Source: Xinhua

02-16-2009 16:49

Special Report:   Tech Max

WASHINGTON, Feb. 13 (Xinhua) -- NASA mission managers delayed the planned February launch of the space shuttle Discovery for the third time late Friday, pending the completion of ongoing fuel valve tests.

An official launch date for the STS-119 mission has not been set, but for planning purposes, liftoff now is targeted for no earlier than Feb. 27, a statement from NASA said.

The space shuttle Discovery lands, ending Mission STS-124 to the International Space Station, at the Kennedy Space Center in Cape Canaveral, Florida June 14, 2008. (Xinhua/Reuters Photo)
The space shuttle Discovery lands, ending Mission STS-124 to the
International Space Station, at the Kennedy Space Center in Cape
Canaveral, Florida June 14, 2008. (Xinhua/Reuters Photo)

The new planning date is not expected to affect the launch dates for missions that will follow Discovery's flight, STS-125 to NASA's Hubble Space Telescope and STS-127 to the International Space Station.

NASA will hold a news conference on Feb. 20, following a review of space shuttle Discovery's readiness for flight and an assessment of shuttle flow control valve testing.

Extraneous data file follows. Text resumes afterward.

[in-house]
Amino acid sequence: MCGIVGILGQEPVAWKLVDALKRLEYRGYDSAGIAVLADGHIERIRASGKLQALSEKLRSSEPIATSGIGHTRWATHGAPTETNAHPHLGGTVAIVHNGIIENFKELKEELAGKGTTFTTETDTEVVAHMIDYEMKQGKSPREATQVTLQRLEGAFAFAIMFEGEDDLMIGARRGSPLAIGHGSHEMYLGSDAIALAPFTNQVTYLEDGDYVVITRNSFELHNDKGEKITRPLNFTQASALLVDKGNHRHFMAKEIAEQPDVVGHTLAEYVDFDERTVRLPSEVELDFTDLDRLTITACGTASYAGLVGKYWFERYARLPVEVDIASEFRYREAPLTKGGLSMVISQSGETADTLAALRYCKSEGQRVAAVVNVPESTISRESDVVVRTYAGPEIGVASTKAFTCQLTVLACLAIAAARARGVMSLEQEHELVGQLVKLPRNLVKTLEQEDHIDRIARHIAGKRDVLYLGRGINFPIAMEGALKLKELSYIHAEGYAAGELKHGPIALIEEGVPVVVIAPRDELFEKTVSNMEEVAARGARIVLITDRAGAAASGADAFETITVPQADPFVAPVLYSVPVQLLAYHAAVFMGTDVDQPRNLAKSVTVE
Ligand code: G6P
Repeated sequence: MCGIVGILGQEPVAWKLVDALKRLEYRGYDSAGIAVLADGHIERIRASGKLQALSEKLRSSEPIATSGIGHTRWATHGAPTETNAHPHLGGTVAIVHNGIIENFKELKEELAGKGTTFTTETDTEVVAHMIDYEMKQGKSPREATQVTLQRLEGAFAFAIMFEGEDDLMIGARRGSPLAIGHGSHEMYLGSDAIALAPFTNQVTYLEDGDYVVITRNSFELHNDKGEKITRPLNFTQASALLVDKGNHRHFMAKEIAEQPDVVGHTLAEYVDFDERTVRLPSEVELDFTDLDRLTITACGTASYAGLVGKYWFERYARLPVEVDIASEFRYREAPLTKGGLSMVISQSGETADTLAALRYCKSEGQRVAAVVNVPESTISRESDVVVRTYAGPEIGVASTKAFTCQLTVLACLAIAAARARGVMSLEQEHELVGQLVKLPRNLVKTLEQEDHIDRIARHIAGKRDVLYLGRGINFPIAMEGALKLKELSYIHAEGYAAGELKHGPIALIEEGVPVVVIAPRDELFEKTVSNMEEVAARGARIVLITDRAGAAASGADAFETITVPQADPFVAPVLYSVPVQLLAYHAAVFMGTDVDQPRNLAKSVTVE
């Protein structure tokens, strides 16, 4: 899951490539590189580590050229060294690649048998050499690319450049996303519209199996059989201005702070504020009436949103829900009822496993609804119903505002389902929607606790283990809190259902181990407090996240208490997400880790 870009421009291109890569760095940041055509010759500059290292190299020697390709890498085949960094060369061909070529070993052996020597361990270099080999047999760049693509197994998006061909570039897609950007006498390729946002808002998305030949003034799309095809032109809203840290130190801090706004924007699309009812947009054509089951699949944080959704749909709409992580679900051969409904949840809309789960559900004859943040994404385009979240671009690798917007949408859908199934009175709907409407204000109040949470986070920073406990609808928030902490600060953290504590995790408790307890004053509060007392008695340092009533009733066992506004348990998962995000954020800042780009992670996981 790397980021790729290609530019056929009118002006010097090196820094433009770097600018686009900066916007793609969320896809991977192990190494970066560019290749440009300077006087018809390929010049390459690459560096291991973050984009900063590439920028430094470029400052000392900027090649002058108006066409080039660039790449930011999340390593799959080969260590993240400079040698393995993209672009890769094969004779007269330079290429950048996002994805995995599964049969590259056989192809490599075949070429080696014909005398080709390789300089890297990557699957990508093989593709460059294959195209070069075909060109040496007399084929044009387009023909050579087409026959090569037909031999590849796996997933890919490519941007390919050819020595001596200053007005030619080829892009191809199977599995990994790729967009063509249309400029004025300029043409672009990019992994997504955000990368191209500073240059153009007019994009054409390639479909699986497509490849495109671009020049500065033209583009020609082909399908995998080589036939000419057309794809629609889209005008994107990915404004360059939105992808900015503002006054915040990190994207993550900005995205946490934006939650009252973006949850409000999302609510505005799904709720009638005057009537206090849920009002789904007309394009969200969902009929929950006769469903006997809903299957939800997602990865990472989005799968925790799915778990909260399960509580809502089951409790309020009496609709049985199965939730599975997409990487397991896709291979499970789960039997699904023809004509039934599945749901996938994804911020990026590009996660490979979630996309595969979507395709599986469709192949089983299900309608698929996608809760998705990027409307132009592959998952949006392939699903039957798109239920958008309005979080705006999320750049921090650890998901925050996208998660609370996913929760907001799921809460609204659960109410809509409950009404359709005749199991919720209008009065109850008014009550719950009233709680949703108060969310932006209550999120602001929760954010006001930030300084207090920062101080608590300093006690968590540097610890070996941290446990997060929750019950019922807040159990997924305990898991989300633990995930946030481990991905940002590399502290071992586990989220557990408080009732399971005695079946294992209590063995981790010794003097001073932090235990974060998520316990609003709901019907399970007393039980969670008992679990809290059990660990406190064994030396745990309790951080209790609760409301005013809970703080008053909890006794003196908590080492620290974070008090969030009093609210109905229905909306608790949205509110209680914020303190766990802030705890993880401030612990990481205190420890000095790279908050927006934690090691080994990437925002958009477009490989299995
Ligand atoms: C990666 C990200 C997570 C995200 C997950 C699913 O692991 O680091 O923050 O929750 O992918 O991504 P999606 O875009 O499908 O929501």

According to the statement, teams from multiple NASA centers and contractor sites have made significant progress in understanding what caused the damage to a flow control valve in shuttle Endeavour during its mission in November. Discovery's valves were removed, inspected and reinstalled as a precaution after one valve in shuttle Endeavor had been found damaged.

There are three valves in each shuttle that channel gaseous hydrogen from the main engines to the external fuel tank.

Discovery's latest mission to the International Space Station originally had been scheduled for Feb. 12. During a review of Discovery's readiness for flight, NASA managers decided on Feb. 3 to plan a launch no earlier than Feb. 19. However, on Feb. 7, NASA announced that the launch of Discovery will be no earlier than Feb. 22, citing concerns over a valve that keeps fuel flowing in Discovery's main engines.

Discovery's 14-day mission will deliver the International Space Station's fourth and final set of solar arrays, completing the orbiting laboratory's truss, or backbone. The arrays will provide electricity to fully power science experiments and support the station's expanded crew of six in May. Altogether, the station's 240-foot-long arrays can generate as much as 120 kilowatts of usable electricity -- enough to provide power to 42 homes of 2,800square feet.

Discovery will also carry a replacement distillation assembly for the station's new water recycling system.


Editor:Yang Jie